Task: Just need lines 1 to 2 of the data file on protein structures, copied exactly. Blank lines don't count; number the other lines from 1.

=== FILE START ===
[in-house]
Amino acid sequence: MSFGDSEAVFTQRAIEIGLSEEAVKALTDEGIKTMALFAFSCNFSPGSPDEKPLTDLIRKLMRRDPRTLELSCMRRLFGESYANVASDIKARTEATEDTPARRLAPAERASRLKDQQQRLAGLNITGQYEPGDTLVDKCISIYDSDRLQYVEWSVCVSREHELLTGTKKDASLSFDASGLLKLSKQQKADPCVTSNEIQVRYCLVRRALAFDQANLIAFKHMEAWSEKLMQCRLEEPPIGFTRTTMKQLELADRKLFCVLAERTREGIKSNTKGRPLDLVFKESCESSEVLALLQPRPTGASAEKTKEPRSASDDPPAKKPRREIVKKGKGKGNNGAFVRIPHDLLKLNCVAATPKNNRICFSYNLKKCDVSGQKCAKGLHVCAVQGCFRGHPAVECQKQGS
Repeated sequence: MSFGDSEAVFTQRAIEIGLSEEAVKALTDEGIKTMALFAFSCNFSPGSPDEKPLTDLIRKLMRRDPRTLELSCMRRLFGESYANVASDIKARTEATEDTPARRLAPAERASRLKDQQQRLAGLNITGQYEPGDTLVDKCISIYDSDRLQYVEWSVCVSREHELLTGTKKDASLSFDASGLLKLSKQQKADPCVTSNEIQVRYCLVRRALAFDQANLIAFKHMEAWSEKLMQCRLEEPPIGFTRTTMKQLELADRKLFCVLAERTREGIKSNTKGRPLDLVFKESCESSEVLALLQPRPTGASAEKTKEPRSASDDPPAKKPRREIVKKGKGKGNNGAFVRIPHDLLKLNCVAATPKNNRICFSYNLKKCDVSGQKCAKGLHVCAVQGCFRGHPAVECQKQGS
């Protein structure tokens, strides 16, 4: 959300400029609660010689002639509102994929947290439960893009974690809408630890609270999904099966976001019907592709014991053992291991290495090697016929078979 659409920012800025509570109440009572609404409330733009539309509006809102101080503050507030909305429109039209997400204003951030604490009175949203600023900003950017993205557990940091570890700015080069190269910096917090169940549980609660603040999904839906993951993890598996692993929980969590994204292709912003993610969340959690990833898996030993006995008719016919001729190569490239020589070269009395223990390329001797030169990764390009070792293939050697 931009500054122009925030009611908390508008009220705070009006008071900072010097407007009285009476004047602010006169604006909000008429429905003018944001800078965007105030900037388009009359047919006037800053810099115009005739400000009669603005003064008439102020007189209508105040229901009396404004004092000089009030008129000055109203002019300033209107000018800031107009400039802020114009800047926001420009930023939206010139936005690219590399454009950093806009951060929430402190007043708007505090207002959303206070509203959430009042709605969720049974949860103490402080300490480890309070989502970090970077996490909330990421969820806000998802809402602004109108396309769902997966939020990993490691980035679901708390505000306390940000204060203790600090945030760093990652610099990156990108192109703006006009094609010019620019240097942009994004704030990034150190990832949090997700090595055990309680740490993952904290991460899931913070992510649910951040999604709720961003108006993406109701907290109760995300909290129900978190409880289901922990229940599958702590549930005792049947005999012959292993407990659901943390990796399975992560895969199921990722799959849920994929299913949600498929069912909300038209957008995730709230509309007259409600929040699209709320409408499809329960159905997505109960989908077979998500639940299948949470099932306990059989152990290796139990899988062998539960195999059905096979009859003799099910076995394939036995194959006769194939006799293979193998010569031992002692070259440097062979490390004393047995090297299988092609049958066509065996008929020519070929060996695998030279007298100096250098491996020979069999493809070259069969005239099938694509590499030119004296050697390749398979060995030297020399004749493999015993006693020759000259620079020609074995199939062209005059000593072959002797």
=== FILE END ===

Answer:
[in-house]
Amino acid sequence: MSFGDSEAVFTQRAIEIGLSEEAVKALTDEGIKTMALFAFSCNFSPGSPDEKPLTDLIRKLMRRDPRTLELSCMRRLFGESYANVASDIKARTEATEDTPARRLAPAERASRLKDQQQRLAGLNITGQYEPGDTLVDKCISIYDSDRLQYVEWSVCVSREHELLTGTKKDASLSFDASGLLKLSKQQKADPCVTSNEIQVRYCLVRRALAFDQANLIAFKHMEAWSEKLMQCRLEEPPIGFTRTTMKQLELADRKLFCVLAERTREGIKSNTKGRPLDLVFKESCESSEVLALLQPRPTGASAEKTKEPRSASDDPPAKKPRREIVKKGKGKGNNGAFVRIPHDLLKLNCVAATPKNNRICFSYNLKKCDVSGQKCAKGLHVCAVQGCFRGHPAVECQKQGS